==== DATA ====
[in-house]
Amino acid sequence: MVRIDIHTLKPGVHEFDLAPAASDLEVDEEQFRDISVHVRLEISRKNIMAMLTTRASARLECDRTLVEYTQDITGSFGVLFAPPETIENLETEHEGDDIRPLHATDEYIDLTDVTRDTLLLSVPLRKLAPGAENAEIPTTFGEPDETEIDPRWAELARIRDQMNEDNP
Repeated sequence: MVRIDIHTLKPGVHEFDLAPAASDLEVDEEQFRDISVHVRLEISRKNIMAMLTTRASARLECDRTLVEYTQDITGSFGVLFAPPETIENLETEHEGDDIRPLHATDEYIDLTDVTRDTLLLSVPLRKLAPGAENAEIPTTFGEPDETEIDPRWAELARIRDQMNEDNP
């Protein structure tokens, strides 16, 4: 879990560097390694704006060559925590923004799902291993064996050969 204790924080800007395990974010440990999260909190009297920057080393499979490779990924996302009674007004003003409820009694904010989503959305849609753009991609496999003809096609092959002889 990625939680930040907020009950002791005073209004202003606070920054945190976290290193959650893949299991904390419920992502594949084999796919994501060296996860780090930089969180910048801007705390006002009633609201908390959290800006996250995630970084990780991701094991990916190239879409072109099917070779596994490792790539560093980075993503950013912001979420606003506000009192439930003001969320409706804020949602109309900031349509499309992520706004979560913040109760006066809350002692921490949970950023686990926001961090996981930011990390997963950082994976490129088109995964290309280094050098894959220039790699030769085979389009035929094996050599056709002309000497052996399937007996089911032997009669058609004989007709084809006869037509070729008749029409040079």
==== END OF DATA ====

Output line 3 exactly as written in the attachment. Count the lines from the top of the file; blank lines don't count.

Repeated sequence: MVRIDIHTLKPGVHEFDLAPAASDLEVDEEQFRDISVHVRLEISRKNIMAMLTTRASARLECDRTLVEYTQDITGSFGVLFAPPETIENLETEHEGDDIRPLHATDEYIDLTDVTRDTLLLSVPLRKLAPGAENAEIPTTFGEPDETEIDPRWAELARIRDQMNEDNP